Wood and Pellet Stoves

Wood and Pellet Stoves

Pellets and wood are a popular fuel choice in Maine because they are a locally-produced fuel supply. Wood and pellet fuels are a renewable and cost-effective way to heat your home or business.

Pellet&WoodStovesA wood or pellet stove burns wood or pellets to heat a single room, but when centrally located, these systems can offset demand on the primary heating system. Modern stove design has increased output efficiency and convenience, meaning that the heat from these secondary systems can meet a significant part of a home’s heating demand.

Most modern pellet stoves and many wood stoves include a direct connection or duct for combustion make-up air from outside. Ducting increases the overall efficiency of heating with wood or pellets by reducing the amount of cold outdoor air that is drawn into living spaces throughout the house. Ducting also increases the distribution of heat from the stove by eliminating the directional draft from the home’s extremities toward the stove. Ducting of make-up air is a requirement for receiving a rebate from Efficiency Maine. High-efficiency wood and pellet heating systems are eligible for Home Energy Savings Program (HESP) Incentives and Efficiency Maine Energy Loans.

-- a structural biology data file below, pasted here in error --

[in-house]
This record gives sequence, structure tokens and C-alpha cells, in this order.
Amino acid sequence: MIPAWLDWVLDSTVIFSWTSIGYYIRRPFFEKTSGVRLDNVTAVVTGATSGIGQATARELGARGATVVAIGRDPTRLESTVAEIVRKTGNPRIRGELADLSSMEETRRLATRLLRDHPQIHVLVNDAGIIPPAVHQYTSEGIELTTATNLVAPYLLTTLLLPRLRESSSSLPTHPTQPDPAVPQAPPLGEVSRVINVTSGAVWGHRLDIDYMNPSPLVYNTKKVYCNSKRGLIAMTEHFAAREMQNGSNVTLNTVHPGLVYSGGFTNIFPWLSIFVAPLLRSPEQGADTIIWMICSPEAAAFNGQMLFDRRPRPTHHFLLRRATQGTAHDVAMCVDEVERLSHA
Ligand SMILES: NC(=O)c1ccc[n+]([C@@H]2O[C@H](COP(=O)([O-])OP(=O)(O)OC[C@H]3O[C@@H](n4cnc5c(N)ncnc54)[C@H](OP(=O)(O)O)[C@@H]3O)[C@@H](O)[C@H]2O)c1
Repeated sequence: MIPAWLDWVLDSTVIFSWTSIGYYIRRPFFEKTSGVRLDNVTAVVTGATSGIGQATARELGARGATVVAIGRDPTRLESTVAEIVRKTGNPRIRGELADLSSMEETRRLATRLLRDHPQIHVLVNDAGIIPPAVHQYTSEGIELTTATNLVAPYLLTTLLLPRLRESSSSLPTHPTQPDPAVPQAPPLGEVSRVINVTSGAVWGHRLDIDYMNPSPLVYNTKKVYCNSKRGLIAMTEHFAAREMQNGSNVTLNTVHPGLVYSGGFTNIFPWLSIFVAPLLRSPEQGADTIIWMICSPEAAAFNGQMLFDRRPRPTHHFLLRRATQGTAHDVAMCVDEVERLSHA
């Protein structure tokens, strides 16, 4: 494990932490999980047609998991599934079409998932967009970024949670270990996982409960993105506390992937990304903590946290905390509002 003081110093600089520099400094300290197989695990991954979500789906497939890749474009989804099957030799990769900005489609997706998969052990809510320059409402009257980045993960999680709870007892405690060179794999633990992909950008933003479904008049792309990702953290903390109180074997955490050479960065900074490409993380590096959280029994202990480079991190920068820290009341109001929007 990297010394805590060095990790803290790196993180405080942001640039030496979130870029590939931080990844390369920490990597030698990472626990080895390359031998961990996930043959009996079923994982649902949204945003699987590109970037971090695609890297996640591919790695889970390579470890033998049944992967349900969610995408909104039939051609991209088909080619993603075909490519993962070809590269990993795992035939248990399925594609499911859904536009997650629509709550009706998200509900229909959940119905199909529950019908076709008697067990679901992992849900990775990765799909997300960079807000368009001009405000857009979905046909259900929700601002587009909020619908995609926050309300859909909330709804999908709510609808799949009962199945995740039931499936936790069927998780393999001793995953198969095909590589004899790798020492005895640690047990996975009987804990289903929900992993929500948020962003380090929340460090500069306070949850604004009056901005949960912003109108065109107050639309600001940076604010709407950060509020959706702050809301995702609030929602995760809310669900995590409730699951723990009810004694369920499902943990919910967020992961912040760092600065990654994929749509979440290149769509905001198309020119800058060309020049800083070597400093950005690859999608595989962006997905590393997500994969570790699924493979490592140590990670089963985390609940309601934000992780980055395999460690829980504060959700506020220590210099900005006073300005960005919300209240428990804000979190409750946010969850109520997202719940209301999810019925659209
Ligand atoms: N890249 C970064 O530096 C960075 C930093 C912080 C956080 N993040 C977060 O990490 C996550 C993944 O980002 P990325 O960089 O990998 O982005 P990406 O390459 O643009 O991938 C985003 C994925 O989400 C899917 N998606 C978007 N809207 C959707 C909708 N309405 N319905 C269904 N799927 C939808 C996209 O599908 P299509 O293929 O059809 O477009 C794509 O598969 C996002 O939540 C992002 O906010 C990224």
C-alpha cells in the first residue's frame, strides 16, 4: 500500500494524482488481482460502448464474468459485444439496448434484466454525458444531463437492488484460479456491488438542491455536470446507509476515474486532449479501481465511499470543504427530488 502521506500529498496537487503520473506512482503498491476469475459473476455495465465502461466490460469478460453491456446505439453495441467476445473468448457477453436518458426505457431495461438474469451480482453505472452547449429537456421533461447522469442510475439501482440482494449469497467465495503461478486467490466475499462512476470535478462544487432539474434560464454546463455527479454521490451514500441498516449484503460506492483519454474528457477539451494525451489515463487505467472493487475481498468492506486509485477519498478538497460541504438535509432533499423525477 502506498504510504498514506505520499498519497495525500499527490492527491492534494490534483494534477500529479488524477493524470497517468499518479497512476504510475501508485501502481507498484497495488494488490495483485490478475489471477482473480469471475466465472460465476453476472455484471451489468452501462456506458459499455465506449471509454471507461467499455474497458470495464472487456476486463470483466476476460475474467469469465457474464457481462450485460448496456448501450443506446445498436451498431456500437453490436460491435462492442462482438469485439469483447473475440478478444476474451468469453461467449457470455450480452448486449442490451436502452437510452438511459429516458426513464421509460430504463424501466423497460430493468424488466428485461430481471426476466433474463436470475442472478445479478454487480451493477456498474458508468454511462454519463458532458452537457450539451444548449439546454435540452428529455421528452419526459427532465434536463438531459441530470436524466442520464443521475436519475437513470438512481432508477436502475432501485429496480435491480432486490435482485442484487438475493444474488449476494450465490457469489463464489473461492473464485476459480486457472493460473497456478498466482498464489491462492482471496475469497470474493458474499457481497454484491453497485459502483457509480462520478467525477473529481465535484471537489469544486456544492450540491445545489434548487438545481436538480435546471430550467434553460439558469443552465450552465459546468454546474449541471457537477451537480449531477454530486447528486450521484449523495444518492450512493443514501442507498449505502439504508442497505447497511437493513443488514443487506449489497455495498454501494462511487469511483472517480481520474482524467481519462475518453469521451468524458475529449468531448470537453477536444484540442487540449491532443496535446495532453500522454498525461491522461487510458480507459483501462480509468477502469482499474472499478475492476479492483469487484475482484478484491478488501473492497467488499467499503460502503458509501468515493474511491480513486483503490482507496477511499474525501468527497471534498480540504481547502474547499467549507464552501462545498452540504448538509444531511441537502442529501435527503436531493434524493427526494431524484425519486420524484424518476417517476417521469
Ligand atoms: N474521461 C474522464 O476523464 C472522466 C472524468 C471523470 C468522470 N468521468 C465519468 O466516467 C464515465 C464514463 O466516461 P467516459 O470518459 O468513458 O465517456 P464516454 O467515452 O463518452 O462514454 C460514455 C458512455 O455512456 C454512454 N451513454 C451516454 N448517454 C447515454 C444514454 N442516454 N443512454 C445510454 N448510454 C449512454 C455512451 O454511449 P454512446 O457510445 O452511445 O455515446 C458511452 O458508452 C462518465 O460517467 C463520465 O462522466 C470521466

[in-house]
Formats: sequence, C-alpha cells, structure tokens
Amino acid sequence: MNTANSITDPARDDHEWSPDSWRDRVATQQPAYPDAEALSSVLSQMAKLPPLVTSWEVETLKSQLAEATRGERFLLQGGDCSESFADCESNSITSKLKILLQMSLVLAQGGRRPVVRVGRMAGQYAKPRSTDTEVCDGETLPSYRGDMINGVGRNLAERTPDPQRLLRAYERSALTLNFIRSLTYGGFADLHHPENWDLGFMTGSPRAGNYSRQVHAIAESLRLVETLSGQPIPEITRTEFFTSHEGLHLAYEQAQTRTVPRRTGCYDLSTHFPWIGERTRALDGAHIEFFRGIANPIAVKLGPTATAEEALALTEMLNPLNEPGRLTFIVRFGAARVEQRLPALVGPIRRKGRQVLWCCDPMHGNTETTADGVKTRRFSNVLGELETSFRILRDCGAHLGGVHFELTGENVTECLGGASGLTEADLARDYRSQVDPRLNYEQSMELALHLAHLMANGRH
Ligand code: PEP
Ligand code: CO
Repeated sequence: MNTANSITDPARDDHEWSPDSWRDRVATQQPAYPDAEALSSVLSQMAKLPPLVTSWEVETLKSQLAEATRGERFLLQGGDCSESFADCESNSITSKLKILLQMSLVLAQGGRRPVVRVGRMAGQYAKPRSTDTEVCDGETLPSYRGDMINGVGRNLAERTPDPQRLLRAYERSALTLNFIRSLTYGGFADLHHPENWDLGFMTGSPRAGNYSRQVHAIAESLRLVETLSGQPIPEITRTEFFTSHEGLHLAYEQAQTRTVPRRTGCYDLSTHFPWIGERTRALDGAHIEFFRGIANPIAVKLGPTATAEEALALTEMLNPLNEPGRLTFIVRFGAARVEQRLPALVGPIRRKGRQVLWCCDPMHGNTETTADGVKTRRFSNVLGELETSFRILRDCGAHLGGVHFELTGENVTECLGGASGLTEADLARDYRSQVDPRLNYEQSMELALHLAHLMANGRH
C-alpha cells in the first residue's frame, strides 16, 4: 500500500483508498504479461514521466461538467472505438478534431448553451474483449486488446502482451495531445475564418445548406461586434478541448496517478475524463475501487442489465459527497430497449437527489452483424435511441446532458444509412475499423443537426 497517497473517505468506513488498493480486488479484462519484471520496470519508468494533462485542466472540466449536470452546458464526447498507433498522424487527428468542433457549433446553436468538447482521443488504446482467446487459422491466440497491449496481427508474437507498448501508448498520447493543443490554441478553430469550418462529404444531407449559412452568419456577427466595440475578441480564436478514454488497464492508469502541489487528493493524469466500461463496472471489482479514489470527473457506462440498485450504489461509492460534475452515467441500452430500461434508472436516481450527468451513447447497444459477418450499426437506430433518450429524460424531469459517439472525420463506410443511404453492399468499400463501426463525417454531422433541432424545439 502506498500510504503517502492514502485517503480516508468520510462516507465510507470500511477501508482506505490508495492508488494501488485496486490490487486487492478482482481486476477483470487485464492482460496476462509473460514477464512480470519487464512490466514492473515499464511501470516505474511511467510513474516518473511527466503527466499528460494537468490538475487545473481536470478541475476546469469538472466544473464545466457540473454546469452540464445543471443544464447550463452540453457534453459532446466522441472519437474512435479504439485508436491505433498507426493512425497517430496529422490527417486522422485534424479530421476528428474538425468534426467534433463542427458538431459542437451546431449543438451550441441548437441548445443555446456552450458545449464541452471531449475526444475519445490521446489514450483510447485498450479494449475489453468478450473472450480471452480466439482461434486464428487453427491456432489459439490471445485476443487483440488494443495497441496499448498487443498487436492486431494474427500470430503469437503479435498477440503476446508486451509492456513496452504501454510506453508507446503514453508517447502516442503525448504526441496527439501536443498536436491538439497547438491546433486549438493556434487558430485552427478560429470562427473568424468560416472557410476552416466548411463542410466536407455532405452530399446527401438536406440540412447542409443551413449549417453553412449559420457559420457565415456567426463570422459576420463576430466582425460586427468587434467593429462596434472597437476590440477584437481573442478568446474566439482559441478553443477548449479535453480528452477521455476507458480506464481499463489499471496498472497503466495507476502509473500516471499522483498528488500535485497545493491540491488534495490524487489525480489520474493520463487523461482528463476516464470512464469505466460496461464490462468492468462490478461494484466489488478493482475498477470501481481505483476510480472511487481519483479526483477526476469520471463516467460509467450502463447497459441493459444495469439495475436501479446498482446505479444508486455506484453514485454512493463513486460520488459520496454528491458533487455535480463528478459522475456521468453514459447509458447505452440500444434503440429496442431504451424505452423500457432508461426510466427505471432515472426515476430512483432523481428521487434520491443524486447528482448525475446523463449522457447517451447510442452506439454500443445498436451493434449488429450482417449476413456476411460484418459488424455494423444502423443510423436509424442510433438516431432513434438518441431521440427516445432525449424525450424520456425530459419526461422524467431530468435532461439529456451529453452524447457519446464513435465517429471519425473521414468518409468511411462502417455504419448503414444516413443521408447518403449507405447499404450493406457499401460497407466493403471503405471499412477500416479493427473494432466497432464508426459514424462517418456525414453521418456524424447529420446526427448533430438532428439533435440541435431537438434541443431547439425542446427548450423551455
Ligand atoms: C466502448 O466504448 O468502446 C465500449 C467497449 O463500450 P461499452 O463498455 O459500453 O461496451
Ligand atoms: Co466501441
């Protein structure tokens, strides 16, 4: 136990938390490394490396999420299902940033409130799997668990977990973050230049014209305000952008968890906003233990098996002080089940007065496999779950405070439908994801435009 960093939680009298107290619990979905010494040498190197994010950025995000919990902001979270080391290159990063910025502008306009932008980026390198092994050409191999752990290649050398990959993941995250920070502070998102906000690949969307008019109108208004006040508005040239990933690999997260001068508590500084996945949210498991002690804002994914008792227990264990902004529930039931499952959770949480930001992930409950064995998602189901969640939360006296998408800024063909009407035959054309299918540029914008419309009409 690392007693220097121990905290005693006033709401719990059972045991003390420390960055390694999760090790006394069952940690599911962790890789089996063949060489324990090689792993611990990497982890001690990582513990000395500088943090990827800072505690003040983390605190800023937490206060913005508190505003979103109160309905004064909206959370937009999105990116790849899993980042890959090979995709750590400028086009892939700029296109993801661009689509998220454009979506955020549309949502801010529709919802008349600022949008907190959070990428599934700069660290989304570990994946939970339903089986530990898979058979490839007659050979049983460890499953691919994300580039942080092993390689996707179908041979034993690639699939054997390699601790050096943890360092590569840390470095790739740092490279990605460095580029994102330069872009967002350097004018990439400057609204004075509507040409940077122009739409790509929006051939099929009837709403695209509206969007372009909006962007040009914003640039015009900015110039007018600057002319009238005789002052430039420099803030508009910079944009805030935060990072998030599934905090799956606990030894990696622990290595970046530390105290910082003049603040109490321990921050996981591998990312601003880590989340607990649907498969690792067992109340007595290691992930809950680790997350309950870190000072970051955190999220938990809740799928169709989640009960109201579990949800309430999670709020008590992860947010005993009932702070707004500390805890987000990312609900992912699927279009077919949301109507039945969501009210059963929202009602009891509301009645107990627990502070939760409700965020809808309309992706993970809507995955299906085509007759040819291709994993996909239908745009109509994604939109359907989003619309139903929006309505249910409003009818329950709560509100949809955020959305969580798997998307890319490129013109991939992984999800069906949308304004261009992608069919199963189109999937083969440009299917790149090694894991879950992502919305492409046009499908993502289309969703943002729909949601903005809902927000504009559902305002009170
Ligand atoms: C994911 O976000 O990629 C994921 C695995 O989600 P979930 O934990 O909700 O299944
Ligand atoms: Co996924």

Wood Stoves
Wood Stove – A wood stove is usually made of cast iron, steel, or stone. Wood stoves can be used as a primary or secondary source of heat. The U.S. EPA has a number of resources on how to pick wood stoves. Click here for more information.

 

Pellet Stoves
Pellet Stove – Pellet stoves look similar to wood stoves and burn compressed pellets, a renewable fuel made of ground, dried wood, and other biomass waste. Pellets are poured into a hopper which feeds the stove automatically. Unlike wood stoves or fireplaces, pellet stoves require electricity to operate. Click here for more information.

 

Fireplaces
Fireplace – Wood-burning fireplaces are often chosen for aesthetics and ambiance, but lose more heat than they generate. Large amounts of the heat generated by the central heating system can be lost when the fireplace is lit because they pull cold air in through any leakage points in the house. Most wood fireplaces are best used when the central heating system is not needed. The U.S. EPA has a number of resources on how to pick fireplaces. Click here for more information.

Pellet and wood stoves are typically fireplace inserts or free-standing models. Many different types are available. Click here for Efficiency Maine’s list of approved wood and pellet stoves. Click here to find out where you can buy pellets. If you’re interested in understanding how wood and pellet fuels compare to other fuel types, click here for Efficiency Maine’s Compare Heating Costs Calculator.

Tips for safe and efficient wood stove, pellet stove or fireplace operation

  • Have a certified chimney sweep inspect the system every year
  • Clean out the inside with a wire brush periodically
  • Inspect fans and motors regularly
  • Clean the flue vent on a regular basis
  • Close fireplace and wood stove dampers when not in use

To be eligible for a rebate, qualifying wood and pellet stoves must be installed by a Registered Pellet/Wood Stove Vendor and with an outdoor air intake ducted to or near the stove.

For more information on pellet and wood heating options, please visit the Maine Pellet Fuels Association’s website.